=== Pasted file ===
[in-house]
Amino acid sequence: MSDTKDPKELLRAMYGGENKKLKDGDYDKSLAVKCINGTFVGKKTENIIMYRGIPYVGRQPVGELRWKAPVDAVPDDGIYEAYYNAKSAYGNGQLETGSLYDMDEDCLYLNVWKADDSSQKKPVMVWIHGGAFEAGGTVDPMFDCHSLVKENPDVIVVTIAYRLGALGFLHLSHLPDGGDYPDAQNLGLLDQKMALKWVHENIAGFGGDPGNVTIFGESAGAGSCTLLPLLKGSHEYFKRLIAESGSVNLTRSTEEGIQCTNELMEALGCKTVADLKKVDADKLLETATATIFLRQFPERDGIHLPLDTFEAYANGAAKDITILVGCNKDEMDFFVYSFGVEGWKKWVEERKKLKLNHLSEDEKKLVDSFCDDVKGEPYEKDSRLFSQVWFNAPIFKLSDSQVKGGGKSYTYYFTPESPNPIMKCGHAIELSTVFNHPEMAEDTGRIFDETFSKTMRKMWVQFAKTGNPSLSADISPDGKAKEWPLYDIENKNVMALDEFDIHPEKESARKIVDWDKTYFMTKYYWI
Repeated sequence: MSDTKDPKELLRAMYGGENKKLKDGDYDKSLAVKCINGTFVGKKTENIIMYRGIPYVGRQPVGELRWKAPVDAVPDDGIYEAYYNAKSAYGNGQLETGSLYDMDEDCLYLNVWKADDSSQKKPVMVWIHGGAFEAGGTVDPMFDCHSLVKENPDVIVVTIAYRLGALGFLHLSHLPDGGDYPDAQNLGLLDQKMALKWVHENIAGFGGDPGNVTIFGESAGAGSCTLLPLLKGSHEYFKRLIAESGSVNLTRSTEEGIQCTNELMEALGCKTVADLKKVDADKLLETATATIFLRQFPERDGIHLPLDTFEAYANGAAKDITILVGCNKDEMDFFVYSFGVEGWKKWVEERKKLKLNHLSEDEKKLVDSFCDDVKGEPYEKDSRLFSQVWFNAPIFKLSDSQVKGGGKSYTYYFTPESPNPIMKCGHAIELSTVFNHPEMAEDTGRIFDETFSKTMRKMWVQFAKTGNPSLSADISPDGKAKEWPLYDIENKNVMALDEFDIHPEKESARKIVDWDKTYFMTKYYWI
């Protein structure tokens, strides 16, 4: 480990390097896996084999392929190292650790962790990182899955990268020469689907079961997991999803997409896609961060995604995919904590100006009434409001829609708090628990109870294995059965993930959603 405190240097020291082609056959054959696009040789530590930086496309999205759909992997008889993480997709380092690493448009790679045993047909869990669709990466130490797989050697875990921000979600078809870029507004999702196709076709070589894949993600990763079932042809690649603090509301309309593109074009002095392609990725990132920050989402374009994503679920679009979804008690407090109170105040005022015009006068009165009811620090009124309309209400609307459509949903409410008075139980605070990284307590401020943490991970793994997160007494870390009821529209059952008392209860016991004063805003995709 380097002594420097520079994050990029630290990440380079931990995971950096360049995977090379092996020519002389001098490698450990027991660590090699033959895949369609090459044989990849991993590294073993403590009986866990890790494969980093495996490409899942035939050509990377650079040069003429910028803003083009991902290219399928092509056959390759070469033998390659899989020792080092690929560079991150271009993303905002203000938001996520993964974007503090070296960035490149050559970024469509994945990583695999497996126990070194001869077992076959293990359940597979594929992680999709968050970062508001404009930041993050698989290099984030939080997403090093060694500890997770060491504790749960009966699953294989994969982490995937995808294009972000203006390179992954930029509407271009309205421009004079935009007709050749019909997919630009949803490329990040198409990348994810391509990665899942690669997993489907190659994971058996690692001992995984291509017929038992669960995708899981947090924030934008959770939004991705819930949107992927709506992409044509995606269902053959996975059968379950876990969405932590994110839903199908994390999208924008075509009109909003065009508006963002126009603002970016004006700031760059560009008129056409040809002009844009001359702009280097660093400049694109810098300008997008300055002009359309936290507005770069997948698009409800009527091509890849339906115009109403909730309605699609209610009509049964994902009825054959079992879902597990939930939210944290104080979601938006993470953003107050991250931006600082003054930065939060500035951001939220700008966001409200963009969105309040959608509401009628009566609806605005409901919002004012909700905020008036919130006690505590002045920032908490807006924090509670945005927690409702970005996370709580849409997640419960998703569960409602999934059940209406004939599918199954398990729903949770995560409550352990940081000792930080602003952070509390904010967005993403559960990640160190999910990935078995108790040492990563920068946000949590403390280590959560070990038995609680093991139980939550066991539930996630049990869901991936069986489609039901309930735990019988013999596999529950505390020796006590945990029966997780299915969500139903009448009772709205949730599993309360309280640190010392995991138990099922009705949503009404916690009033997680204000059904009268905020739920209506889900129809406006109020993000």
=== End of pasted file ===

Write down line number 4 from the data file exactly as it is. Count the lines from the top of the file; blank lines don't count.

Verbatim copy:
């Protein structure tokens, strides 16, 4: 480990390097896996084999392929190292650790962790990182899955990268020469689907079961997991999803997409896609961060995604995919904590100006009434409001829609708090628990109870294995059965993930959603 405190240097020291082609056959054959696009040789530590930086496309999205759909992997008889993480997709380092690493448009790679045993047909869990669709990466130490797989050697875990921000979600078809870029507004999702196709076709070589894949993600990763079932042809690649603090509301309309593109074009002095392609990725990132920050989402374009994503679920679009979804008690407090109170105040005022015009006068009165009811620090009124309309209400609307459509949903409410008075139980605070990284307590401020943490991970793994997160007494870390009821529209059952008392209860016991004063805003995709 380097002594420097520079994050990029630290990440380079931990995971950096360049995977090379092996020519002389001098490698450990027991660590090699033959895949369609090459044989990849991993590294073993403590009986866990890790494969980093495996490409899942035939050509990377650079040069003429910028803003083009991902290219399928092509056959390759070469033998390659899989020792080092690929560079991150271009993303905002203000938001996520993964974007503090070296960035490149050559970024469509994945990583695999497996126990070194001869077992076959293990359940597979594929992680999709968050970062508001404009930041993050698989290099984030939080997403090093060694500890997770060491504790749960009966699953294989994969982490995937995808294009972000203006390179992954930029509407271009309205421009004079935009007709050749019909997919630009949803490329990040198409990348994810391509990665899942690669997993489907190659994971058996690692001992995984291509017929038992669960995708899981947090924030934008959770939004991705819930949107992927709506992409044509995606269902053959996975059968379950876990969405932590994110839903199908994390999208924008075509009109909003065009508006963002126009603002970016004006700031760059560009008129056409040809002009844009001359702009280097660093400049694109810098300008997008300055002009359309936290507005770069997948698009409800009527091509890849339906115009109403909730309605699609209610009509049964994902009825054959079992879902597990939930939210944290104080979601938006993470953003107050991250931006600082003054930065939060500035951001939220700008966001409200963009969105309040959608509401009628009566609806605005409901919002004012909700905020008036919130006690505590002045920032908490807006924090509670945005927690409702970005996370709580849409997640419960998703569960409602999934059940209406004939599918199954398990729903949770995560409550352990940081000792930080602003952070509390904010967005993403559960990640160190999910990935078995108790040492990563920068946000949590403390280590959560070990038995609680093991139980939550066991539930996630049990869901991936069986489609039901309930735990019988013999596999529950505390020796006590945990029966997780299915969500139903009448009772709205949730599993309360309280640190010392995991138990099922009705949503009404916690009033997680204000059904009268905020739920209506889900129809406006109020993000």